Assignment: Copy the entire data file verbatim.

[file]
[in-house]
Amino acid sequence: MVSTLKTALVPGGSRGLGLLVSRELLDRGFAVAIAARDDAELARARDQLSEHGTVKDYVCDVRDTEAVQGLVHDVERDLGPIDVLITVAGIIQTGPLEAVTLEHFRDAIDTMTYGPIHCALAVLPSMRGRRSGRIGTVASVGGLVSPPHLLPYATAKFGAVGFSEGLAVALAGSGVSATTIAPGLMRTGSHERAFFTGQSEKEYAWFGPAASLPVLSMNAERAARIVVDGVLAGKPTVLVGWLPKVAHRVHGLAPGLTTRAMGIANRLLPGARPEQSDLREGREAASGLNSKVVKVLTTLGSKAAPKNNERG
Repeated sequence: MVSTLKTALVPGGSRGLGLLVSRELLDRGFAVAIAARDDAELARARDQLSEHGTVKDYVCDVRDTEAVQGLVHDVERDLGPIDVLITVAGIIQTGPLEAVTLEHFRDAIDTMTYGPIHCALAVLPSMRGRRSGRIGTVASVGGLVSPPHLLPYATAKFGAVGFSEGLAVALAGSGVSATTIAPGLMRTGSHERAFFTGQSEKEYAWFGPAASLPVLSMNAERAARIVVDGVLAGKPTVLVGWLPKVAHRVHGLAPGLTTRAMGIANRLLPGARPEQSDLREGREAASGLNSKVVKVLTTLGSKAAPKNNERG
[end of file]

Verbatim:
[in-house]
Amino acid sequence: MVSTLKTALVPGGSRGLGLLVSRELLDRGFAVAIAARDDAELARARDQLSEHGTVKDYVCDVRDTEAVQGLVHDVERDLGPIDVLITVAGIIQTGPLEAVTLEHFRDAIDTMTYGPIHCALAVLPSMRGRRSGRIGTVASVGGLVSPPHLLPYATAKFGAVGFSEGLAVALAGSGVSATTIAPGLMRTGSHERAFFTGQSEKEYAWFGPAASLPVLSMNAERAARIVVDGVLAGKPTVLVGWLPKVAHRVHGLAPGLTTRAMGIANRLLPGARPEQSDLREGREAASGLNSKVVKVLTTLGSKAAPKNNERG
Repeated sequence: MVSTLKTALVPGGSRGLGLLVSRELLDRGFAVAIAARDDAELARARDQLSEHGTVKDYVCDVRDTEAVQGLVHDVERDLGPIDVLITVAGIIQTGPLEAVTLEHFRDAIDTMTYGPIHCALAVLPSMRGRRSGRIGTVASVGGLVSPPHLLPYATAKFGAVGFSEGLAVALAGSGVSATTIAPGLMRTGSHERAFFTGQSEKEYAWFGPAASLPVLSMNAERAARIVVDGVLAGKPTVLVGWLPKVAHRVHGLAPGLTTRAMGIANRLLPGARPEQSDLREGREAASGLNSKVVKVLTTLGSKAAPKNNERG